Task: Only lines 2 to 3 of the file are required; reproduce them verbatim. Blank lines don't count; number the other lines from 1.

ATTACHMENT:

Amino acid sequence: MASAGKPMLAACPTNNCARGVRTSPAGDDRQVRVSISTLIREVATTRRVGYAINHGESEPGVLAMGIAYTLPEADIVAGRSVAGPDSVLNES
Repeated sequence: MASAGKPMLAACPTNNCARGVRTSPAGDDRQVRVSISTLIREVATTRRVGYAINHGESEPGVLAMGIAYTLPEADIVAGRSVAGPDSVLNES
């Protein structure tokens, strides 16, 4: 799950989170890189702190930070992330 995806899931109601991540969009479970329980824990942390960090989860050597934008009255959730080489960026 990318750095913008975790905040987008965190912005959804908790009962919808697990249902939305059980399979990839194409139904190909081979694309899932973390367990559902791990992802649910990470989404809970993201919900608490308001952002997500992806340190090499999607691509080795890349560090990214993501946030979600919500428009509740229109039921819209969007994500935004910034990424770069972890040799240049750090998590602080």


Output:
Repeated sequence: MASAGKPMLAACPTNNCARGVRTSPAGDDRQVRVSISTLIREVATTRRVGYAINHGESEPGVLAMGIAYTLPEADIVAGRSVAGPDSVLNES
């Protein structure tokens, strides 16, 4: 799950989170890189702190930070992330 995806899931109601991540969009479970329980824990942390960090989860050597934008009255959730080489960026 990318750095913008975790905040987008965190912005959804908790009962919808697990249902939305059980399979990839194409139904190909081979694309899932973390367990559902791990992802649910990470989404809970993201919900608490308001952002997500992806340190090499999607691509080795890349560090990214993501946030979600919500428009509740229109039921819209969007994500935004910034990424770069972890040799240049750090998590602080």